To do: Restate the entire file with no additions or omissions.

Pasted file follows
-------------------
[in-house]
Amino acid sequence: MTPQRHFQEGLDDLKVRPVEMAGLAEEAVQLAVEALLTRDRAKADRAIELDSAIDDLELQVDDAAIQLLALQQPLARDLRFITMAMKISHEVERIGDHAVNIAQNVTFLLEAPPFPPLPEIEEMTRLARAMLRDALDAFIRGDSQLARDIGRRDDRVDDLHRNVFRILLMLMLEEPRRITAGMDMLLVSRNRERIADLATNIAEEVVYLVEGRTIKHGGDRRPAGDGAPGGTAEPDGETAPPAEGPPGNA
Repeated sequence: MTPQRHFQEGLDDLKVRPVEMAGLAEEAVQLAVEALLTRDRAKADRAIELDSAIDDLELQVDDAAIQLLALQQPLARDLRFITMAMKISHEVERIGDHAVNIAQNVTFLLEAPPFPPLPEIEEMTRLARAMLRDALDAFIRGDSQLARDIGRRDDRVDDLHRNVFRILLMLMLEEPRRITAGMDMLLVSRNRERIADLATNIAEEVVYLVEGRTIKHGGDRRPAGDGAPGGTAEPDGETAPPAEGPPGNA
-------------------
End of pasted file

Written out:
[in-house]
Amino acid sequence: MTPQRHFQEGLDDLKVRPVEMAGLAEEAVQLAVEALLTRDRAKADRAIELDSAIDDLELQVDDAAIQLLALQQPLARDLRFITMAMKISHEVERIGDHAVNIAQNVTFLLEAPPFPPLPEIEEMTRLARAMLRDALDAFIRGDSQLARDIGRRDDRVDDLHRNVFRILLMLMLEEPRRITAGMDMLLVSRNRERIADLATNIAEEVVYLVEGRTIKHGGDRRPAGDGAPGGTAEPDGETAPPAEGPPGNA
Repeated sequence: MTPQRHFQEGLDDLKVRPVEMAGLAEEAVQLAVEALLTRDRAKADRAIELDSAIDDLELQVDDAAIQLLALQQPLARDLRFITMAMKISHEVERIGDHAVNIAQNVTFLLEAPPFPPLPEIEEMTRLARAMLRDALDAFIRGDSQLARDIGRRDDRVDDLHRNVFRILLMLMLEEPRRITAGMDMLLVSRNRERIADLATNIAEEVVYLVEGRTIKHGGDRRPAGDGAPGGTAEPDGETAPPAEGPPGNA